YANGON - Myanmar faces being called to account for stalling reforms when it hosts a top global diplomats at a security forum later this week, with religious clashes and curbs on press freedom taking the sheen off its emergence from military-rule.
The former pariah nation has enjoyed praise since a quasi-civilian government launched ambitious political and economic reforms three years ago, heralding the end of most Western sanctions.
But the international community has voiced increasing frustration as Buddhist nationalism appears to tighten its grip on the nation with fresh attacks against Muslims last month, while journalist arrests have also raised uncertainty over the extent of newly-won press freedoms.
Several Western nations have raised concerns over rights issues in Myanmar in recent weeks, but the main message is likely to come from US Secretary of State John Kerry as he tests the water ahead of a possible visit by President Barack Obama later in the year.
Meetings of the Association of Southeast Asian Nations, which will begin as regional foreign minister talks on Friday and widen to include world powers over the weekend, will likely be dominated by ASEAN wrangles with Beijing over the South China Sea, but Kerry is also likely to seek to raise Myanmar's rights record America's top diplomat will urge the government to protect all of Myanmar's people and "put in place greater safeguards for their human rights and fundamental freedoms", according to Danny Russel, US Assistant Secretary of State for East Asia and Pacific Affairs.
Talks on Sunday for the ASEAN Regional Forum are set to bring the regional bloc together with leading diplomats from global powers, including China, the European Union and the United States, which has touted Myanmar's reforms as a key foreign policy success.
"Many of the Western powers have a lot invested in the Myanmar 'successful transition story', and issues such as the religious violence and the erosion of press freedoms place that narrative in peril," said Sean Turnell, associate professor at Australia's Macquarie University.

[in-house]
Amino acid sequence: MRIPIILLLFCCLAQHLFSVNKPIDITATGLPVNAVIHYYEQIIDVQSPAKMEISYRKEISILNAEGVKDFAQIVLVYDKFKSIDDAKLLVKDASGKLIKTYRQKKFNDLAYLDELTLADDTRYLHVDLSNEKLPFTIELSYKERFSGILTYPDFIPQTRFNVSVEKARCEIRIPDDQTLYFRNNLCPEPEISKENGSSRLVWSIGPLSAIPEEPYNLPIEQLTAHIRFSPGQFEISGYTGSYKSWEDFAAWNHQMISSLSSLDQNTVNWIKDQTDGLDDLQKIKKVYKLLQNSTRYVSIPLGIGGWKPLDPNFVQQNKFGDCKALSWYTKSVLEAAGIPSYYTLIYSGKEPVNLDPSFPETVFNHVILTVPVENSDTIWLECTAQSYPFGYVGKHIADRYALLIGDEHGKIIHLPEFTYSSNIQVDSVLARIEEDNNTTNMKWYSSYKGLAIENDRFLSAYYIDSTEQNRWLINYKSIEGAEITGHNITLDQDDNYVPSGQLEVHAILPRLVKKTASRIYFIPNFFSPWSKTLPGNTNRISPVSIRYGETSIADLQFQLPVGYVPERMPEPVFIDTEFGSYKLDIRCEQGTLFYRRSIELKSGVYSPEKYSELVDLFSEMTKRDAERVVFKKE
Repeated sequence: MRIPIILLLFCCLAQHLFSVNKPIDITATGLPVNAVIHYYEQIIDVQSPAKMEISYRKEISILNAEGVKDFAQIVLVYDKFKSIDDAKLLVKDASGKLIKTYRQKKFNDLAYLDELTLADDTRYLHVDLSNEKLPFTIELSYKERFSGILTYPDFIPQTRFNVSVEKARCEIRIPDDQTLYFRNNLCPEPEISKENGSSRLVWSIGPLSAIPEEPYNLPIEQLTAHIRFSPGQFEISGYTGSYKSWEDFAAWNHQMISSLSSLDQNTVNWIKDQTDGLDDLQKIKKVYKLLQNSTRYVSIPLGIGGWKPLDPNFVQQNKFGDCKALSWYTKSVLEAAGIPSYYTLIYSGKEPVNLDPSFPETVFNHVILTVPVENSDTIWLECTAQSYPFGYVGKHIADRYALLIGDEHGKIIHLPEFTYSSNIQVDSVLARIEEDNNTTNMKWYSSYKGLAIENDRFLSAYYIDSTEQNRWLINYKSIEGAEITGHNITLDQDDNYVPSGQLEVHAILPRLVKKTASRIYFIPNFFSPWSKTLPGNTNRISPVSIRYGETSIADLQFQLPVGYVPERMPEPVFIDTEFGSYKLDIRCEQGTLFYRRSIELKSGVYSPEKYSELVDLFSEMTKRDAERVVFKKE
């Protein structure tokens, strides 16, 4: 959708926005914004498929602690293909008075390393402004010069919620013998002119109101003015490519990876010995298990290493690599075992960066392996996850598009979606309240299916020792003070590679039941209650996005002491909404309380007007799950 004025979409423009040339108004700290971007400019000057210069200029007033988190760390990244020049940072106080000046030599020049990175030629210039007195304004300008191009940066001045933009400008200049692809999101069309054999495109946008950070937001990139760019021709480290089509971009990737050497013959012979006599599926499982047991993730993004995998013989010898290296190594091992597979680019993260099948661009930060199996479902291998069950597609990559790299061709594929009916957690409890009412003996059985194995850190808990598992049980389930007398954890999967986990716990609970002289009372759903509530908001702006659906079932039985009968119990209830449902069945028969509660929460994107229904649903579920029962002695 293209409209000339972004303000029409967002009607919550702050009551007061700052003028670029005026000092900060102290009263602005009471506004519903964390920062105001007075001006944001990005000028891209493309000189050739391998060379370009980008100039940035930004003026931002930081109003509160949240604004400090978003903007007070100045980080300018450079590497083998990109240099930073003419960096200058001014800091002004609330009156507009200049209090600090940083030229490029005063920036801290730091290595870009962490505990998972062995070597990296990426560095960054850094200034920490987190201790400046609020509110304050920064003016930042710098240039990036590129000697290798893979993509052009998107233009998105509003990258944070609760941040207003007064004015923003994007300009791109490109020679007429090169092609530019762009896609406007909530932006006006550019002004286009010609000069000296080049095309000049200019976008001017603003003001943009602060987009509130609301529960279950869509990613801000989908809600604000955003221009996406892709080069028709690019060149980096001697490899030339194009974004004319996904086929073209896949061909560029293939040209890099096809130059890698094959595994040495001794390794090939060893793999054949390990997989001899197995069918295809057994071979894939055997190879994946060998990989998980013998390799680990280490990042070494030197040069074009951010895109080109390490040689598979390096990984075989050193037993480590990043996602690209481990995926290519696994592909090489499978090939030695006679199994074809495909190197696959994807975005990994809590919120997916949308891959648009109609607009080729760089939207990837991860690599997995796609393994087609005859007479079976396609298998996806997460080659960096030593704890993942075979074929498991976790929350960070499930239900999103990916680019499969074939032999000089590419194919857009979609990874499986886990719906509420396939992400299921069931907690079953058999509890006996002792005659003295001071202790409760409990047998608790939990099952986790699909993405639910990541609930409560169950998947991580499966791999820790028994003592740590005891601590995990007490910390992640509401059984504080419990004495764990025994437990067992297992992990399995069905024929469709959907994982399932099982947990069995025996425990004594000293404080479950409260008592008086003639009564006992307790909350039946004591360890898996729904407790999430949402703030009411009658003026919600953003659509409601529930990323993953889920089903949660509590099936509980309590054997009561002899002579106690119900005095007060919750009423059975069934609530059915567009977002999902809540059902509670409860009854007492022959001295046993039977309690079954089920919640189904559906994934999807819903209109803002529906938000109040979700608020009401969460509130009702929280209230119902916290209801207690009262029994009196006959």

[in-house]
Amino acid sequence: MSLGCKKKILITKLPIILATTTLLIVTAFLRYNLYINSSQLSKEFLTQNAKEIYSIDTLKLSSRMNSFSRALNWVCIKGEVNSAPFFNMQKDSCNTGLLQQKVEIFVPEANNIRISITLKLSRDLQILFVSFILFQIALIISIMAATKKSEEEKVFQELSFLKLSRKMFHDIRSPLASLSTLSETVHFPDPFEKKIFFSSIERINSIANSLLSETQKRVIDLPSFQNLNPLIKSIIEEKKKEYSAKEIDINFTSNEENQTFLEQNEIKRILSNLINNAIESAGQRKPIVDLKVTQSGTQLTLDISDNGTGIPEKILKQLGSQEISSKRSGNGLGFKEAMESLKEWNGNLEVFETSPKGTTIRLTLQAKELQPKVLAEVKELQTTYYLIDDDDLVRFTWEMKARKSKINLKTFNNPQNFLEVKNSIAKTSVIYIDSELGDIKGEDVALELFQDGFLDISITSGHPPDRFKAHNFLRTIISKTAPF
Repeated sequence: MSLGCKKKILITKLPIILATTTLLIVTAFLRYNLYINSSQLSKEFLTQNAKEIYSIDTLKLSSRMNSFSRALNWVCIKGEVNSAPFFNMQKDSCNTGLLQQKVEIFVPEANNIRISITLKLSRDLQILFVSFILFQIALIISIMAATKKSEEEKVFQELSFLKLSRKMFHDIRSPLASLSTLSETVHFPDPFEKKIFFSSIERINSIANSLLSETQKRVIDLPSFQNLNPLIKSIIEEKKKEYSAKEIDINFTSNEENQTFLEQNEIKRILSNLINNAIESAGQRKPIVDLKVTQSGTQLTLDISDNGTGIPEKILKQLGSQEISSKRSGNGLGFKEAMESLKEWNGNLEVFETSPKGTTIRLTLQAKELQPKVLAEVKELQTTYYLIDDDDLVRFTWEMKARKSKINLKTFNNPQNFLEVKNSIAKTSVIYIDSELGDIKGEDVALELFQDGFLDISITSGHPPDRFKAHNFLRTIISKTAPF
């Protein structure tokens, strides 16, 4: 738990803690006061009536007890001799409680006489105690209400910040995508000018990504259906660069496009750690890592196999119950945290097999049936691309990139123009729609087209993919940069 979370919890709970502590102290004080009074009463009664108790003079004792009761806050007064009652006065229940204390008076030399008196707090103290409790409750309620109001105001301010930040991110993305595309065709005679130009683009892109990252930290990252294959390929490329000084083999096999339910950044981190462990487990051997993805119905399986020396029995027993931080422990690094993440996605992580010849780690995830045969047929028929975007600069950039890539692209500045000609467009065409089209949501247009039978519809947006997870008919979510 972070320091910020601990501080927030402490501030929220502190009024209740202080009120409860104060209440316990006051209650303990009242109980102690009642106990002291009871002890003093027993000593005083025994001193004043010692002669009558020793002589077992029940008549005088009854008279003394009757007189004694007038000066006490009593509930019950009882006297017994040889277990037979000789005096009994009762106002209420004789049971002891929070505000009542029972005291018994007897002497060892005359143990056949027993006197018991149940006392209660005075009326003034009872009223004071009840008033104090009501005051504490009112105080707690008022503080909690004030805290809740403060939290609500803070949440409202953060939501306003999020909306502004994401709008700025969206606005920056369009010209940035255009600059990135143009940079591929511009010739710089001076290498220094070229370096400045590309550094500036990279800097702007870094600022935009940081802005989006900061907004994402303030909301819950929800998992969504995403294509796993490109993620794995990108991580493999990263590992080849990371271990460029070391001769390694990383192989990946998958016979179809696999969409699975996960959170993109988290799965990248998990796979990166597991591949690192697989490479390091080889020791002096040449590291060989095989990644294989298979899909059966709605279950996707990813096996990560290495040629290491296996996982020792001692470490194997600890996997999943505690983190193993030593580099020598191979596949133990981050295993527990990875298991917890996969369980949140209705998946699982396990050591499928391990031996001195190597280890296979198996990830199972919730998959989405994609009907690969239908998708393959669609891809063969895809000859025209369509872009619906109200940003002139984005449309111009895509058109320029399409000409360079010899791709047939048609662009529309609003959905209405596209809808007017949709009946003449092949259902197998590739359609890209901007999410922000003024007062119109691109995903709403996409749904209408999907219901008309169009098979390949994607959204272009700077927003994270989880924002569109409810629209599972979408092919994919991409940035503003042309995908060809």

While pressure on Myanmar would probably be expressed behind closed doors, Turnell said the talks could also hand China an "in" to act as a shield to its smaller neighbour - a role it often played during the junta era.
Long road ahead
A series of dramatic reforms since 2011 has seen most international embargoes dropped and enticed a horde of foreign investors eager to tap into one of Asia's last frontier markets as Myanmar sheds its pariah status.
Veteran democracy activist Aung San Suu Kyi was welcomed into parliament, hundreds of political prisoners were freed and draconian press censorship was lifted.
But the country is still grappling with ongoing insurgency in its far north, muffling hopes for a long-delayed national ceasefire deal.
Rights groups have also raised growing fears over religious unrest and signs that the country is backsliding on press freedoms and the detention of dissidents.
"I think Kerry realises he is not coming in for a victory lap, it's going to be pretty tough," said David Mathieson, a researcher with New York-based Human Rights Watch.
The US in July said that jail terms of 10 years - with hard labour - handed down to five journalists over a report accusing the military of making chemical weapons sent "the wrong message".
One Western diplomat said the country's now boisterous local media could face increasing censure as the government comes under pressure in the run up to crucial 2015 polls, widely expected to be won by Suu Kyi's opposition.
While unsure if the journalist convictions represent "a wholesale regression", the diplomat, who spoke to AFP on condition of anonymity, was braced for similar cases as the election nears.
Deteriorating religious relations "is probably the only area where the Myanmar Government might feel vulnerable", Derek Tonkin, a former British ambassador to several Southeast Asian countries told AFP.
Reforms veering 'off track'
Myanmar has appeared to founder in its response to anti-Muslim violence that began with deadly clashes in western Rakhine state two years ago.
Violence has since erupted sporadically across the country, most recently in the second largest city of Mandalay, fuelling fears of a destabilising impact on Myanmar's democratic transition.
Some 140,000 people, mainly Rohingya Muslims, remain trapped in miserable displacement camps in Rakhine, which is now gripped by a severe health crisis.
And the government's own roadmap for the future of the tumultuous state risks creating permanent segregation there, said United Nations' human rights envoy to the country, Yanghee Lee, after her first official visit last month.
President's Office Minister Soe Thein asked for "understanding" when reforms veered "off track", during a rare briefing with diplomats and United Nations agencies in July.
"We are going surely along the path to democracy, we will not reverse," he said.